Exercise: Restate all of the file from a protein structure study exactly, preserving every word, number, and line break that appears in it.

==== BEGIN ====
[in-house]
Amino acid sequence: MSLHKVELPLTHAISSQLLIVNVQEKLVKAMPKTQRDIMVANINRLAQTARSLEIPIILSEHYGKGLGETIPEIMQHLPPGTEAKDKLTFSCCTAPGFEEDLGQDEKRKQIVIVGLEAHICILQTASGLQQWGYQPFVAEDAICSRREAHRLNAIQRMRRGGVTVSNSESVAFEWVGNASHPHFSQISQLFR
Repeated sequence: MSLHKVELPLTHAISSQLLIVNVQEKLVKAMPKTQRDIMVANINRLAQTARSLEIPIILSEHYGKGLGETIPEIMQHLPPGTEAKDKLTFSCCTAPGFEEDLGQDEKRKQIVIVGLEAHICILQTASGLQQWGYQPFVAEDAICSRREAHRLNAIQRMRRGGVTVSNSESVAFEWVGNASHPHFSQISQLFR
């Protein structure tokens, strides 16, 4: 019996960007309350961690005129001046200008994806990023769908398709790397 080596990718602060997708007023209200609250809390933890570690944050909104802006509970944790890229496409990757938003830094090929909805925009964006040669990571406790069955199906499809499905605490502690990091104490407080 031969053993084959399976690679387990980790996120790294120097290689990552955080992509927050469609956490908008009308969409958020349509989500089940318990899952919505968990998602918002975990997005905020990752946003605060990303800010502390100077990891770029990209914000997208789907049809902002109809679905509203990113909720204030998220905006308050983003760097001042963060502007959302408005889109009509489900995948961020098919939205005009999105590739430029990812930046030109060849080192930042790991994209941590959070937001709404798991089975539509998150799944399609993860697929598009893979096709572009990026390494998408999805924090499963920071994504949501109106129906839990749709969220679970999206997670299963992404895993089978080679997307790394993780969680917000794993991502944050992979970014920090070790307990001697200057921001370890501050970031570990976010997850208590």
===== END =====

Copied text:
[in-house]
Amino acid sequence: MSLHKVELPLTHAISSQLLIVNVQEKLVKAMPKTQRDIMVANINRLAQTARSLEIPIILSEHYGKGLGETIPEIMQHLPPGTEAKDKLTFSCCTAPGFEEDLGQDEKRKQIVIVGLEAHICILQTASGLQQWGYQPFVAEDAICSRREAHRLNAIQRMRRGGVTVSNSESVAFEWVGNASHPHFSQISQLFR
Repeated sequence: MSLHKVELPLTHAISSQLLIVNVQEKLVKAMPKTQRDIMVANINRLAQTARSLEIPIILSEHYGKGLGETIPEIMQHLPPGTEAKDKLTFSCCTAPGFEEDLGQDEKRKQIVIVGLEAHICILQTASGLQQWGYQPFVAEDAICSRREAHRLNAIQRMRRGGVTVSNSESVAFEWVGNASHPHFSQISQLFR
């Protein structure tokens, strides 16, 4: 019996960007309350961690005129001046200008994806990023769908398709790397 080596990718602060997708007023209200609250809390933890570690944050909104802006509970944790890229496409990757938003830094090929909805925009964006040669990571406790069955199906499809499905605490502690990091104490407080 031969053993084959399976690679387990980790996120790294120097290689990552955080992509927050469609956490908008009308969409958020349509989500089940318990899952919505968990998602918002975990997005905020990752946003605060990303800010502390100077990891770029990209914000997208789907049809902002109809679905509203990113909720204030998220905006308050983003760097001042963060502007959302408005889109009509489900995948961020098919939205005009999105590739430029990812930046030109060849080192930042790991994209941590959070937001709404798991089975539509998150799944399609993860697929598009893979096709572009990026390494998408999805924090499963920071994504949501109106129906839990749709969220679970999206997670299963992404895993089978080679997307790394993780969680917000794993991502944050992979970014920090070790307990001697200057921001370890501050970031570990976010997850208590």